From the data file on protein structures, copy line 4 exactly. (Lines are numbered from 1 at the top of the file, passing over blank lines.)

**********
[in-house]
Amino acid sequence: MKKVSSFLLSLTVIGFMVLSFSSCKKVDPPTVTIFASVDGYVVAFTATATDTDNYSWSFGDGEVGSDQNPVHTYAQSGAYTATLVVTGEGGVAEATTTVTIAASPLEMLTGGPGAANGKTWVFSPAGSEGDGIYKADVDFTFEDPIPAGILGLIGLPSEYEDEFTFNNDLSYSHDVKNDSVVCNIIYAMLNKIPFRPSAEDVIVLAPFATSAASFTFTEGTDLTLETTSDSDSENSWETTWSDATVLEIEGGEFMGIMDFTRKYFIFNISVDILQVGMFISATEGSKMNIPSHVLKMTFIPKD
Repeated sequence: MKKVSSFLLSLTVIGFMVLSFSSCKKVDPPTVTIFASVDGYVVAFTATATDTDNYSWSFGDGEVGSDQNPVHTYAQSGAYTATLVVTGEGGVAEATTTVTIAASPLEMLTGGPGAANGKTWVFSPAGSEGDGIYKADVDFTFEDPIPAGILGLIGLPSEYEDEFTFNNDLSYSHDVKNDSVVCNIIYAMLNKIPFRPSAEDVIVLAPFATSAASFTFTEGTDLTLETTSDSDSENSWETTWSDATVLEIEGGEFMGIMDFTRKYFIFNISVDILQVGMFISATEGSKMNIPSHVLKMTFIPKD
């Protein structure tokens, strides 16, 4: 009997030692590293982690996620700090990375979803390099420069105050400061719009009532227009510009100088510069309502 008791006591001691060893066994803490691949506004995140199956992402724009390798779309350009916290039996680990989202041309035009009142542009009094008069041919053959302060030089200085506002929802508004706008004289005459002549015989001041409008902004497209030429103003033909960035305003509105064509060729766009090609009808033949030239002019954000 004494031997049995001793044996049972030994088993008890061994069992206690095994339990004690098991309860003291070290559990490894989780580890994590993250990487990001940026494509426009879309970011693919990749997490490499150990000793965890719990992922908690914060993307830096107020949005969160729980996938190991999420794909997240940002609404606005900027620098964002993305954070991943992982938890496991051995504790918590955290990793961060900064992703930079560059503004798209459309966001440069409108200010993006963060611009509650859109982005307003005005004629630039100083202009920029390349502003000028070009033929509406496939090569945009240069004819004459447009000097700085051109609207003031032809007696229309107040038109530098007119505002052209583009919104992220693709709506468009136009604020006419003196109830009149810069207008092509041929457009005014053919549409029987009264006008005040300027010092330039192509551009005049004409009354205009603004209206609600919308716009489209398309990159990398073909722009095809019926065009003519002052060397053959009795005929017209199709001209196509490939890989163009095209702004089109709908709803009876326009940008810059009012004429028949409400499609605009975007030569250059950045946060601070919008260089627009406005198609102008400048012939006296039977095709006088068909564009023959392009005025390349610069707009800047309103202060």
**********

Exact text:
């Protein structure tokens, strides 16, 4: 009997030692590293982690996620700090990375979803390099420069105050400061719009009532227009510009100088510069309502 008791006591001691060893066994803490691949506004995140199956992402724009390798779309350009916290039996680990989202041309035009009142542009009094008069041919053959302060030089200085506002929802508004706008004289005459002549015989001041409008902004497209030429103003033909960035305003509105064509060729766009090609009808033949030239002019954000 004494031997049995001793044996049972030994088993008890061994069992206690095994339990004690098991309860003291070290559990490894989780580890994590993250990487990001940026494509426009879309970011693919990749997490490499150990000793965890719990992922908690914060993307830096107020949005969160729980996938190991999420794909997240940002609404606005900027620098964002993305954070991943992982938890496991051995504790918590955290990793961060900064992703930079560059503004798209459309966001440069409108200010993006963060611009509650859109982005307003005005004629630039100083202009920029390349502003000028070009033929509406496939090569945009240069004819004459447009000097700085051109609207003031032809007696229309107040038109530098007119505002052209583009919104992220693709709506468009136009604020006419003196109830009149810069207008092509041929457009005014053919549409029987009264006008005040300027010092330039192509551009005049004409009354205009603004209206609600919308716009489209398309990159990398073909722009095809019926065009003519002052060397053959009795005929017209199709001209196509490939890989163009095209702004089109709908709803009876326009940008810059009012004429028949409400499609605009975007030569250059950045946060601070919008260089627009406005198609102008400048012939006296039977095709006088068909564009023959392009005025390349610069707009800047309103202060």